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#1 Zel2008  Icon User is offline

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Creating a cross-platform executable

Posted 15 April 2010 - 06:26 AM

Hi everybody,
I have a program for work that we port to four different operating systems, so, by extension, we have to build and distribute four different executables. This works fine, but I was just curious, is there any trick in C++ that I could use to combine these executables, so we only had to distribute one executable, but it would run properly on each of the four systems?
Thanks,
Zel2008
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Replies To: Creating a cross-platform executable

#2 sarmanu  Icon User is offline

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Re: Creating a cross-platform executable

Posted 15 April 2010 - 06:37 AM

You need preprocessor blocks. Take a look at these:

For Windows 64-bit
// This stands for Windows 64-bit
#if defined(_WIN64)
// specific macros/headers/functions, goes here



For Windows 32-bit
// __WIN32__, WIN32 or _WIN32 (they are all the same)
#if defined(__WIN32__) || defined(WIN32) || defined(_WIN32)



APPLE (mac)
#if defined(__APPLE_CC__)



LINUX
#if defined(_LINUX)



And an example:
#include <iostream>

#if defined(_WIN64)
void foo()
{
    std::cout << "Windows 64-bit!\n";
}
#elif defined(__WIN32__) || defined(WIN32) || defined(_WIN32)
void foo()
{
    std::cout << "Windows 32-bit!\n";
}
#elif defined(__APPLE_CC__)
void foo()
{
    std::cout << "MAC OSX!\n";
}
#else
void foo()
{   
    std::cout << "Linux (UNIX based)\n";
}
#endif

int main()
{
    // So, foo() is defined ONLY once according to 
    // preprocessor blocks. It will print your OS.
    foo();

    return 0;
}



And, I can do something like this too:
#include <iostream>

#if defined(_WIN64)
// We are using windows 64 bit, let's define something
// here:
int a = 300; // a will be 300 in case of 64-bit windows
#else
// not 64-bit Windows -> being an #else, we are handling code
// for every other OS besides 64-bit Windows
int a = 30; // a will be 30 in case of non 64-bit Windows
#endif

// print a ...



Or another example:
// If the next #if executes, then we have a Windows platform, so let's
// include windows.h
#if defined (_WIN64) || defined(_WIN32) || defined(WIN32) || defined(__WIN32__)
#include <windows.h>
#else
// UNIX based system here, <windows.h> not available, so #include other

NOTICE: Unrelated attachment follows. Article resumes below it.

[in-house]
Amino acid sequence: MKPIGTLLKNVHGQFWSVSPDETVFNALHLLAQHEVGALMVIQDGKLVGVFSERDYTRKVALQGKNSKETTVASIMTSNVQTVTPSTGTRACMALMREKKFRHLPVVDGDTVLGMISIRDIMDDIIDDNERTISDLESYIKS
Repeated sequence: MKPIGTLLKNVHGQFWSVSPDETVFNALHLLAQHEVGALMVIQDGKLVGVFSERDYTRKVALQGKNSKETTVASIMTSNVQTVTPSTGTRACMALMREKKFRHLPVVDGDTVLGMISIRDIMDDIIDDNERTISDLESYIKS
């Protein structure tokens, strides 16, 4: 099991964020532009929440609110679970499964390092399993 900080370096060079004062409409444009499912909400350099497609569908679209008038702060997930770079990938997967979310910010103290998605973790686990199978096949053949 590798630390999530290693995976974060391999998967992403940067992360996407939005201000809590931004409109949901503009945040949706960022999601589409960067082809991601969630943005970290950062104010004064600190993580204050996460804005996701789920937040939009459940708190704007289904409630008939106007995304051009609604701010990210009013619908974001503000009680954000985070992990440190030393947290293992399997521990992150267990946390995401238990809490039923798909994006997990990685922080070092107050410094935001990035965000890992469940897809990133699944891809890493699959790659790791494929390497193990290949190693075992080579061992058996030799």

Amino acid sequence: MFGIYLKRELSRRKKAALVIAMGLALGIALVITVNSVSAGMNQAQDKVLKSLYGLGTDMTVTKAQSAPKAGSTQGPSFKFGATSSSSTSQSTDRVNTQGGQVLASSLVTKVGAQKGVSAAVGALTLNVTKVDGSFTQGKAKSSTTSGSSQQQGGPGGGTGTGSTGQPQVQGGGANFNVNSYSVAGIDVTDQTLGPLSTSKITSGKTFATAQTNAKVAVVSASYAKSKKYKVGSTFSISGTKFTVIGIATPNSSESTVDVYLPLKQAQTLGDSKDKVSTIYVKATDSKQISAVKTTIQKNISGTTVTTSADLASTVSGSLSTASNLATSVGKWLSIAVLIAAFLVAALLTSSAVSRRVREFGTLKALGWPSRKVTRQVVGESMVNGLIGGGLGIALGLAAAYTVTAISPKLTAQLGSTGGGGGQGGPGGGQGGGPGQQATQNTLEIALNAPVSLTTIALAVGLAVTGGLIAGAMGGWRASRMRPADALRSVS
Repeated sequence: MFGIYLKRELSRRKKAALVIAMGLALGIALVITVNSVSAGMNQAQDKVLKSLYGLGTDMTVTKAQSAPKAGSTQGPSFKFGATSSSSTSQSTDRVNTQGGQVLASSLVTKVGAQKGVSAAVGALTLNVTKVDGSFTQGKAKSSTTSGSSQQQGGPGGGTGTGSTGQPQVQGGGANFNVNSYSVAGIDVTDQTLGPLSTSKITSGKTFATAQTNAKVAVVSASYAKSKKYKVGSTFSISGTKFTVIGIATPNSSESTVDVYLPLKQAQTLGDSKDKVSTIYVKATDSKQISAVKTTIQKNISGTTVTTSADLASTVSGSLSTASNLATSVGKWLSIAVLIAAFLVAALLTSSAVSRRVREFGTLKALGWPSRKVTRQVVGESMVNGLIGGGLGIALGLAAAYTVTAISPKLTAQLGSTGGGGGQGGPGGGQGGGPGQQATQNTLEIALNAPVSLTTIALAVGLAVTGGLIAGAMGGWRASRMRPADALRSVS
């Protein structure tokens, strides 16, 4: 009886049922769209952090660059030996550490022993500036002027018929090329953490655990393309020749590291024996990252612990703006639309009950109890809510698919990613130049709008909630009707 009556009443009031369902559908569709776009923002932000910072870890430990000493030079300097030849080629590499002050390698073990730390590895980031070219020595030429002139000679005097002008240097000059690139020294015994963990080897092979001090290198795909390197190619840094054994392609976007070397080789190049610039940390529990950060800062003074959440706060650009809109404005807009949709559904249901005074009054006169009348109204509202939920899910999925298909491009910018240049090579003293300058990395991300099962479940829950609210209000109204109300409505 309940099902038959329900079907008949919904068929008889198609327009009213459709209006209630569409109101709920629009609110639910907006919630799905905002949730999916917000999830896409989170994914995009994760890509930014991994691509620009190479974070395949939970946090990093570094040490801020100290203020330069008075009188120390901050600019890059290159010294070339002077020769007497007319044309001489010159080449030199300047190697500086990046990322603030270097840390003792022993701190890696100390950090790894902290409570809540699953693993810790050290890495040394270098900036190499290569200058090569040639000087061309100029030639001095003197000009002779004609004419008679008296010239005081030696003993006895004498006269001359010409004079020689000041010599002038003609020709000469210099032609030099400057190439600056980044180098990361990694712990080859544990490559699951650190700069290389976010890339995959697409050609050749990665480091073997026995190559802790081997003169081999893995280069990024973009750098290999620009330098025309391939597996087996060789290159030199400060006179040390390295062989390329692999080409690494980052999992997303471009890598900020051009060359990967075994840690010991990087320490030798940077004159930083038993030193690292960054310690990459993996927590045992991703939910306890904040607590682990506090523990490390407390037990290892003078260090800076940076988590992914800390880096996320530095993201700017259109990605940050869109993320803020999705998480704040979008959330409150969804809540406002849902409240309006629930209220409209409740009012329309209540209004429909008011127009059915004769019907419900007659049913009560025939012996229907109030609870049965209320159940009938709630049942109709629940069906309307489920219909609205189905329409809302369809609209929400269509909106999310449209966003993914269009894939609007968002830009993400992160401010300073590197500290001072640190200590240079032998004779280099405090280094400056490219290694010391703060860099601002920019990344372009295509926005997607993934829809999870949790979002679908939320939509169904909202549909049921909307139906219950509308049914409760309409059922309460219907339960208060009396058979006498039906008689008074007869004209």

// header file
#include <unistd.h> // Specific to UNIX
#endif // Close the block



So, according to these macros, you can implement your functions to do different things on different OS'es.

This post has been edited by sarmanu: 15 April 2010 - 06:43 AM

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#3 Zel2008  Icon User is offline

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Re: Creating a cross-platform executable

Posted 15 April 2010 - 06:42 AM

Thanks sarmanu,
Wow, that looks complicated! Does that mean I have to have those preprocessor blocks in all the code that makes up the executable? If so, I don't think that's realistic, because I have over 200 files that make up the executables. Is there anything else I can try, like a wrapper of some kind?
Thanks,
Zel2008
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#4 sarmanu  Icon User is offline

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Re: Creating a cross-platform executable

Posted 15 April 2010 - 06:53 AM

Well, I don't think that you have to change too many things, because most of the header files are cross-platform (<iostream>, <string>, <cstdio>, <cstdlib>, etc ... the important header files). If you use many functions from windows specific headers (like <windows.h>), then you'd have to change...many things :)
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#5 Zel2008  Icon User is offline

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Re: Creating a cross-platform executable

Posted 15 April 2010 - 06:57 AM

Ugh, that's what I was afraid of. The OS's we support are Windows, Mac, Linux 32 bit, and Linux 64 bit. So, there isn't a wrapper or something similar that could pick which one of the executables would run on a particular system?
Thanks,
Zel2008
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